Remember when Dead or Alive wasn’t just a fan-service, minigame-ridden, volleyball-infused, T&A bounce fest? These characters were actual fighters, who regularly beat the crap out of each other in a tournament instead of lazing on a beach in a strange pseudo dating sim. When are they going to go back to the series’ roots? When will Dead or Alive be a fighting game again?
Oh, wait. How about now?
Dead or Alive 5 (PlayStation 3, Xbox 360 [reviewed])
Developer: Team NINJA
Publisher: Tecmo Koei
Release: September 25, 2012
To me, the Dead or Alive series has never been the most technical of fighting games. While it can be rewarding to master, it’s always been more about the flash of style over fighting prowess. That is to say it’s been a series that just about anyone can pick up and play, but only the determined will fully explore the intricacies of the counter system and surprisingly deep movesets. I myself was a fan early on, but admittedly missed the next-gen entry in DOA4, and once the it went to beach-based eye candy, it lost me (and many other fans) completely. It seems as though Team NINJA has realized this, thus Dead or Alive 5 has one of the deepest fighting systems in the series, while still keeping its button-mashing casual fans happy.
The franchise staple of a four-button system (punch, kick, block, and throw) returns, but a few new features have been added to spice things up a bit. For starters, there is now a tag-team element — doing a simple grab without any direction on the analog stick allows for a team grab or throw. Certain combinations of characters allow for unique attacks here as well, such as Tina and Bass’s wrestling family grapple. You can of course tag in your character with the press of the shoulder button as well.
The movesets for each character seem to have grown larger even from the last entry almost eight years ago. Characters have hundreds of move combinations, and the advanced counter system allows for even more transitional attacks and evades. For example, pressing back and block allows the character to perform a “hold” motion, which if timed right allows you to not only catch your opponents attack but also counter it immediately with painful results. While counters have been a staple in previous titles, this hold system seems to spin the standard counter attack style on its head.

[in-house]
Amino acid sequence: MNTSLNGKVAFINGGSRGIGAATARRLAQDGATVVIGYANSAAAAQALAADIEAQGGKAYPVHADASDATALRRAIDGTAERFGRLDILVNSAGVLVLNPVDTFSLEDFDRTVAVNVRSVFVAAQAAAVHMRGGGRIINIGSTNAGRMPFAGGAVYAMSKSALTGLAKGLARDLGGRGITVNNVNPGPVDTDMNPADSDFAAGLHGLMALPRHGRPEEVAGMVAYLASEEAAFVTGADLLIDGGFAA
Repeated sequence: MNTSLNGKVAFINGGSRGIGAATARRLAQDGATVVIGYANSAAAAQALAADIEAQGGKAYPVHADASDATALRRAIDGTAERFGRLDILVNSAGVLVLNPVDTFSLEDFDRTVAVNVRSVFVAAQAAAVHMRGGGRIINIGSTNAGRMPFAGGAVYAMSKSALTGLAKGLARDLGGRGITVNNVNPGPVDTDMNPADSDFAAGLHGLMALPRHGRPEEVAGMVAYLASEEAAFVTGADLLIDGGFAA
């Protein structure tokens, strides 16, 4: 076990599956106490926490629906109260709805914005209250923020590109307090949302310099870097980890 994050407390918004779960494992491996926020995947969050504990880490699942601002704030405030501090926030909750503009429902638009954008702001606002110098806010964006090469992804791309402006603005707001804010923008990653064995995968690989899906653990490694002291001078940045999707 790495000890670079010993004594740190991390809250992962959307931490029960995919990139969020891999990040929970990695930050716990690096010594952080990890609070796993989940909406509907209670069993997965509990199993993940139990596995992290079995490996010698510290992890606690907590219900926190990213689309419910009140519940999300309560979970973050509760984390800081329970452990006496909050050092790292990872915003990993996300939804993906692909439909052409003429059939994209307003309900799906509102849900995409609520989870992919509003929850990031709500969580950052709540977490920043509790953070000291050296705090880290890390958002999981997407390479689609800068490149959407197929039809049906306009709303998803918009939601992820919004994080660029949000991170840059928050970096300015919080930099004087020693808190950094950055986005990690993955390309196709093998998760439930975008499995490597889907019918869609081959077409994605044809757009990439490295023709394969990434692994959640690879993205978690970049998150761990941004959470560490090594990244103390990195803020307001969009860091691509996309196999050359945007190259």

This is accented by the game’s smooth animations. Every grapple, attack, and counter flows seamlessly. The holds mesh well with the standard moves, and never was there an issue of clipping or bad animations — everything looks beautifully choreographed, as if the fights were planned that way. It really is remarkable.
The graphics themselves are also sharp and crisp, and while there is plenty of cheesecake (and beefcake) to behold, it doesn’t seem to be as nearly over-the-top as in previous entries — well, aside from the beach costume and bunny swimsuit DLC. Yes, boobs still move strangely independent of one another in odd omni-directional ways, but the animations are slightly more realistic now. Slightly. Okay, it still looks kind of weird, but not as weird as it once was.
The environments have been upgraded too — every stage seems to have at least one extra tier to it, and getting knocked through paneling, off balconies, and even into giant spring loaded hammers bring the pain to you or your opponents. Several stages have an additional danger zone, which when triggered changes the environment and can cause massive damage. Many of these can only be set off by a character’s Power Blow, which is a charged attack powered by a lowered health meter. When it starts flashing red, a combination of buttons plus a direction (different for each character) held for a few seconds powers up the technique, which unleashes a furious attack with a slick animation… if it connects. The drawback is that when powering up, you’re often left vulnerable, but the tradeoff in damage is often worth it if it connects or doesn’t get interrupted by an enemy’s attack.